Saturday, April 2, 2016

You Can Do Better Than the IRS Required Minimum Distribution (RMD) Rules for Your Withdrawal Strategy

A number of financial experts tout the benefits of using the same IRS Publication 590 life expectancy factors required for determining required minimum distributions from qualified plans for the purpose of determining annual spending withdrawals from accumulated savings in retirement.  They argue that these factors are readily available, reflect remaining life expectancy, generally must be applied (for RMD purposes) in each year beginning with the year a retiree reaches age 70.5 and are conservative.

In his March 31 article, Henry K. “Bud” Hebeler sets forth seven essentials in retirement planning that do-it-yourself planners should not ignore.  I am in total agreement with the first 6 essentials and the first part of the seventh.  In this post, however, I’m going to take issue with the last few sentences of Bud’s article.

Even casual readers of this blog will know that I’m not a big fan of any withdrawal strategy that doesn’t properly coordinate with other sources of retirement income to produce a reasonable spending budget.  As I have discussed in prior posts, the RMD approach will generally not work very well for a retiree who has other fixed dollar sources of retirement income [pensions, immediate or deferred annuities] and who desires to have relatively constant dollar spending throughout retirement.  I did, however, give kudos to Henry “Bud” Hebeler in our March 26 post for developing an adjustment to apply to fixed dollar pension benefits/annuities so that he could add withdrawals determined the RMD approach and still develop a reasonable spending budget.  Notwithstanding the existence of Bud’s fixed dollar adjustment (which would be appropriate to use with any rule of thumb approach), I believe the RMD approach is just too conservative for most retirees. 

The table below shows rates of withdrawal by age for the RMD approach vs. the Actuarial Approach using recommended assumptions for discount rate, inflation rate and expected period of retirement.  Note that the withdrawal rates shown for the Actuarial Approach were developed by assuming no fixed dollar pensions/annuities exist and assuming no bequest motive to facilitate an “apples to apples” comparison of withdrawal rates. 

(click to enlarge)

The first column shows withdrawal rates by age under the RMD approach.  These rates are obtained by dividing 1 by the life expectancy from the IRS Publication 590 tables.   The second column shows withdrawal rates under the Actuarial Approach under our current recommended assumptions (4.5% discount rate, 2.5% inflation and period of retirement equal to 95-attained age or life expectancy if greater).  The withdrawal rates in the second column are designed to produce constant real-dollar withdrawals at least until about age 90 (after which time real-dollar withdrawals would be expected to decline somewhat from year to year) if the recommended assumptions are exactly realized.  As can be seen in the table above, the RMD withdrawal rates are consistently significantly lower than the rates using the Actuarial Approach.  The primary reason for this is that instead of assuming a 2% real discount rate (4.5% - 2.5%), the RMD approach effectively assumes a 0% real discount rate.   The net effect, then, of using RMD withdrawal rates would be to back-load real dollar spending to later years of retirement under the recommended assumptions.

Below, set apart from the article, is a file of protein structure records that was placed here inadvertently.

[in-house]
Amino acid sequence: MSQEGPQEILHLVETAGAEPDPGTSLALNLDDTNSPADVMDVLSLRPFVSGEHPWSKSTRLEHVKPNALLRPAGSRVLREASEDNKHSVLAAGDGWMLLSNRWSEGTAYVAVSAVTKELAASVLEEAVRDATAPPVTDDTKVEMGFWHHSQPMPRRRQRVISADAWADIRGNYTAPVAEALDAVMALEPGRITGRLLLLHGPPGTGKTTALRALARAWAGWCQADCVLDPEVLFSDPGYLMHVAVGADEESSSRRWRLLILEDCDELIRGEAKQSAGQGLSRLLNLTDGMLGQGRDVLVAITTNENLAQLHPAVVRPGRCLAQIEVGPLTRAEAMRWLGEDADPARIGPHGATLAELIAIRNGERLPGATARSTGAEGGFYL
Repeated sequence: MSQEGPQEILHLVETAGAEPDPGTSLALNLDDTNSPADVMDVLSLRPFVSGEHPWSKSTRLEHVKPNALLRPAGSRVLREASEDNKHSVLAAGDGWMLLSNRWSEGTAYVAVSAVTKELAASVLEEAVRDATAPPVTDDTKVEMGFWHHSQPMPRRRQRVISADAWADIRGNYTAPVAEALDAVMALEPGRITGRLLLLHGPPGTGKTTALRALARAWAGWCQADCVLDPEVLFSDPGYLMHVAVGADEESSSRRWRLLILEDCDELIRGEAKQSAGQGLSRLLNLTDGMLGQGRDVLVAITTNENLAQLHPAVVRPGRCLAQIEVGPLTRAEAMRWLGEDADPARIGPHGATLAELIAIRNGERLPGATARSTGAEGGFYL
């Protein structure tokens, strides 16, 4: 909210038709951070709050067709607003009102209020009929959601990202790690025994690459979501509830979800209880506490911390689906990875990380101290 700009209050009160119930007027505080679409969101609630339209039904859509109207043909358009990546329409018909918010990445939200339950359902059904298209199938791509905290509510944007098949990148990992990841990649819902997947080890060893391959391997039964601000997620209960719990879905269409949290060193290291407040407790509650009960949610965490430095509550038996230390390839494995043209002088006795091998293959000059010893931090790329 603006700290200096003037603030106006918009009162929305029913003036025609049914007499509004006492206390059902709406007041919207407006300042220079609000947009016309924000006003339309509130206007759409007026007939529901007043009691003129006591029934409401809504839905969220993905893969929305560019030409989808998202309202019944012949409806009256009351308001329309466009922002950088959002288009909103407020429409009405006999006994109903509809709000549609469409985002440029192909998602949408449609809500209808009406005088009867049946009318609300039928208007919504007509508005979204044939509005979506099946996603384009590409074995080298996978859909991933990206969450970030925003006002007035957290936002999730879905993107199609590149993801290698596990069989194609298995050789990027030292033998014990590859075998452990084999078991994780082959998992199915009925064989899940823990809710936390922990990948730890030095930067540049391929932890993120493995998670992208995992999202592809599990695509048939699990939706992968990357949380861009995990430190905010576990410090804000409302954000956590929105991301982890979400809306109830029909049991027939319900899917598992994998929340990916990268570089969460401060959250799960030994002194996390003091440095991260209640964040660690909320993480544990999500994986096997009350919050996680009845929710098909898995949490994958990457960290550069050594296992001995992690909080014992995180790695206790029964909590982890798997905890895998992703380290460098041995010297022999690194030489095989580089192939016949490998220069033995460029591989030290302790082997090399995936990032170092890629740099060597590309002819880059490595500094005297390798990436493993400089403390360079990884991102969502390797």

The final two columns of this table, show withdrawal rates for males and females using the 2% real discount rate but instead of assuming death occurs at 95, these columns assume death occurs at the end of life expectancy determined using the 2012 SoA Individual Annuity Mortality Table with 1% mortality improvement (a link to which may be found in our Other Calculators and Tools section).  Also shown in these columns in parentheses are the remaining life expectancies for applicable ages. 

While Mr. Hebeler indicates that every year you live your life expectancy grows, this is technically not an accurate statement.  As can be seen from the table, your life expectancy decreases as you age, but your expected age at death (i.e., the sum of your age and your life expectancy) does increase.  This is probably what Bud intended to say.  Using your life expectancy as your expected period of retirement produces higher withdrawal rates than the age 95 approach, all things being equal, but as you age this results in declining real dollar withdrawals if all other assumptions are realized.  Therefore, unless you consciously want to front-load real dollar spending earlier in your retirement, we recommend planning to live until age 95.  We also recommend that you avoid using the RMD approach (with possible necessary adjustments of fixed dollar pensions, etc.) and just stick with the Actuarial Approach.